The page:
A photograph Remembers Everything.
Words by Natsumi Yokoyama
"A Turtle" Changed His Life
What is essential in Kaikura's works? The answer is "STORY." He has been focusing on that since he got involved in the creative fields. In fact, Kaikura indulged his interest of films where stories do exist. However, he came to pursue "story" which exists in photographies. Who made him do so? That's "a marine turtle." It's not that he was impressed with the egg-laying of that animal. The truth is that he tried to take a photograph of a stuffed marine turtle for no purpose. "I took it away from my company to a studio one night. (laughter) Then, something unexpected happened, somehow, in my photograph. I felt it that was the first photograph I took which looked like it was telling me a "story" by itself," Kaikura said.
Exposed to Craftsmanship by English Gentlemen
Kaikura started his career as a photographer in London, U.K., after working for a studio in Tokyo as an assistant. Why did he choose that place? The reason represents his loyalties to craftsmanship; that is, Kaikura answered, "London is a powerhouse for craftsmen as well as Japan. In technical schools, students in London are taught "ideas" at first while those in Japan are taught how to craft first. Craftsmen in London continue to generate brand-new craftsmanship ideas." In such a sophisticated place, Kaikura worked on photography of cosmetics and jewelry. After a year, Kaikura changed his stronghold and continued his career in Japan.
Conflict and Foresight
Kaikura still worked mainly on cosmetics and jewelry photography in Japan. After doing that work for 5 years, one question about his work popped into his mind. "We photographers are always present at the scene, during every moment when products come out but… I was often worried that we tended to undervalue the manufacturing because of its high speed transformation." Kaikura started to think about what is never undervalued even in a high speed world. This is how he came across Japanese traditional craftwork.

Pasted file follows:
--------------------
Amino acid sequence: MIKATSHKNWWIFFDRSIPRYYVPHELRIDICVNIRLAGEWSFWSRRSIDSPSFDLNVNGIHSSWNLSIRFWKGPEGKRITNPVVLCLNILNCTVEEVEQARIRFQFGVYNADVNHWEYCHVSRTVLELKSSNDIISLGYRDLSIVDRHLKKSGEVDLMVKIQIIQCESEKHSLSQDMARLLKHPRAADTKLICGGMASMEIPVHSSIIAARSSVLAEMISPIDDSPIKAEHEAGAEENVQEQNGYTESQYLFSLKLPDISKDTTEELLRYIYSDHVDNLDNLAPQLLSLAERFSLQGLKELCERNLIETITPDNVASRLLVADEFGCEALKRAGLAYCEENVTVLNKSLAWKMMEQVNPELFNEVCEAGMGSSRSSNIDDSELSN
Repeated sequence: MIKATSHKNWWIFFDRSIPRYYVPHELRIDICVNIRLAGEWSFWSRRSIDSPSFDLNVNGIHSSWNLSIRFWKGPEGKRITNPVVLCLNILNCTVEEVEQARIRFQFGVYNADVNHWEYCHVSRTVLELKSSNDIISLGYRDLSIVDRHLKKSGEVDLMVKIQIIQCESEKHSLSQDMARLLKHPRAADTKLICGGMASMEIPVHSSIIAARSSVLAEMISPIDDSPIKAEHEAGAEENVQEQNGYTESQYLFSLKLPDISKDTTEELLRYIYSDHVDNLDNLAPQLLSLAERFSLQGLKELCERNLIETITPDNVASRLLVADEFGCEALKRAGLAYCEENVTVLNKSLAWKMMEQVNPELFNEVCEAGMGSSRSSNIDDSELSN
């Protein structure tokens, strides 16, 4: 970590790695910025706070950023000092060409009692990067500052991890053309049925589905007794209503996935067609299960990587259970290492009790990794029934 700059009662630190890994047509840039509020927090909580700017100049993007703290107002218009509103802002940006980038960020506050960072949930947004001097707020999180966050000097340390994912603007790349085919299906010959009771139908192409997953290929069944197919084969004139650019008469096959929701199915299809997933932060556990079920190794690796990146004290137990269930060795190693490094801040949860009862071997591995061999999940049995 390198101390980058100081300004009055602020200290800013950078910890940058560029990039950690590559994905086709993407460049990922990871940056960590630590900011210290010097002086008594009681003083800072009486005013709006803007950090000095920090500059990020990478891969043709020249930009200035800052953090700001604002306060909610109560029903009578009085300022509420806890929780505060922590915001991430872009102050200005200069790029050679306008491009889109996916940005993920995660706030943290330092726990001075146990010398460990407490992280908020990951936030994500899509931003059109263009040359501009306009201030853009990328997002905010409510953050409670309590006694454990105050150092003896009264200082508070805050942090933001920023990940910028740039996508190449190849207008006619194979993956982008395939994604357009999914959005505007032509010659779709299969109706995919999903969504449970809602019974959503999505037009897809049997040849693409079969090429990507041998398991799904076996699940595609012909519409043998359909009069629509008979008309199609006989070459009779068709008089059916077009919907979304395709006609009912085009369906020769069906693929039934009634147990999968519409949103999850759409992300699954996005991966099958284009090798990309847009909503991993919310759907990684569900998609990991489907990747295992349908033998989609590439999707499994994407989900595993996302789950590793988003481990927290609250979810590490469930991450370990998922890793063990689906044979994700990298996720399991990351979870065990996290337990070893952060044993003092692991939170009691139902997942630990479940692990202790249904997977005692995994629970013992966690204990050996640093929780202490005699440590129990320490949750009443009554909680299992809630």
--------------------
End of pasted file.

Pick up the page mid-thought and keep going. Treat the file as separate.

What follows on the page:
"Now or Never"
This phase led Kaikura to start his own project. He tried to make appointments with Japanese craftsmen but most of them rejected it somehow. He never gave up on his idea even though his project was almost gone. At last, he got a first appointment with Mr.Isao Kawasumi, a scissor blacksmith. Looking back on that moment, Kaikura said, "Through this project, I found scissor significantly diversified. For gardening, operation, cooking, or whatever. Most importantly, ideas for each scene are exactly reflected in those scissors." From then on, Kaikura has taken photographs of 15 craft works, by contacting the artists by phone or even by letters. Kaikura told us that he will continue this project.
A Photograph as a Storyteller
Kaikura aims to make us feel like we are hearing stories from his photographs. To archive this, he thinks it is necessary to capture the simple features of the craftwork and to go back to the root of manufacturing. That reveals the craftsmen's bloody effort while it also lets Kaikura play a role in carrying down that effort through his photographs. With regards to his future plans, Kaikura also wants his project to reach people overseas, and not only Japanese. One place he chose first is London as a gesture of gratitude for having trained him to be a photographer. Another place is New York, one of the top cities in the world. Kaikura's new challenge is about to begin. Stories of "Impressive Japanese" will surely go further into the world through Kaikura's photographs.